- Bonus would include things like pre-breeding evaluation by a veterinarian, hip or eye evaluations, etc.
-Continue focusing spay/neuter efforts on at-risk animals, not all animals.
- Ensure you have eliminated all messaging and story telling saying or implying that having intact animals is irresponsible/bad.
-Send all pregnant animals belonging to your organization to foster to have their litters, rather than spaying them (unless there are significant medical or behavioral concerns for the specific pet).
– Begin outreach to check in with local breeders & breed clubs to strengthen relationships
-Tell prospective adopters that it’s okay to use a good breeder, if what they are looking for is rarely found in shelter/rescue in your community.
- If they are looking for a specific type and can’t find that with rescue/shelter, you don’t want them ending up with a puppy mill puppy.
– Have a list of “approved” breeders in your area for people looking for animals
Encourage Ethical Community Production to Meet the Need
Evaluate & understand:
– It’s time to start actively supporting ethical production of dogs for your community, if you aren’t already.
– For most communities, the only source that can fill the needed numbers will be for families to produce litters of proven family dogs at home. If your community finds a different way, that fills the needed population replacement numbers, and is sustainable in the long term – please share your community evaluation and solutions with us!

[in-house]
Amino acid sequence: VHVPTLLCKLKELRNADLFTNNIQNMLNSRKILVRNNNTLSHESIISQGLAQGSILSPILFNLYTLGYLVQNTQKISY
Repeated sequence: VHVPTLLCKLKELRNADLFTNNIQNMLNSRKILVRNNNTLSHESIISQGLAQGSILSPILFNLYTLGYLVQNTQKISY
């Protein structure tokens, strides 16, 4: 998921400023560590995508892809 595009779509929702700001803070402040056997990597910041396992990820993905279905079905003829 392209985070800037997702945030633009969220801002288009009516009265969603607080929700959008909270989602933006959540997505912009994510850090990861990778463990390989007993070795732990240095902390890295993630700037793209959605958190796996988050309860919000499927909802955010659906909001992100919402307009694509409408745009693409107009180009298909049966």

-Reinforce the importance of providing local dogs, locally. Change messaging to actively encourage and support breed local/buy local.
– Actively message your community that good family dogs having some puppies is how we ensure that people can have dogs from an ethical source
- Help your community understand which animals should have some litters before being spayed or neutered (what to look for, which pets should not be breeding due to behavior or medical issues). Not all dogs should be reproducing! Help people identify which ones should and which shouldn’t.
- Help your community understand how to provide great care for dogs having litters
- Medical care for mom & litter pre-breeding, during pregnancy and until rehoming age
- Puppy behavior needs – a good head start contributes much to their development
- How long they need to stay with mom
**Shift from “your dog having babies is irresponsible and kills other dogs” to “your successful family dog having babies is a neighborly service to ensure your friends and family and neighbors can get good dogs for their family”
– Include specific outreach to private practice veterinarians in your community in your messaging
Consider, for your public (in-house or voucher) Spay/Neuter programs;
- not offering pediatric sterilization for large breed dogs, or for all dogs
- Not offering pregnant spays, unless specific circumstances require it.
- If the owner can’t manage the litter, can your organization offer temporary foster care until she’s raised the babies, then mom goes back to her family?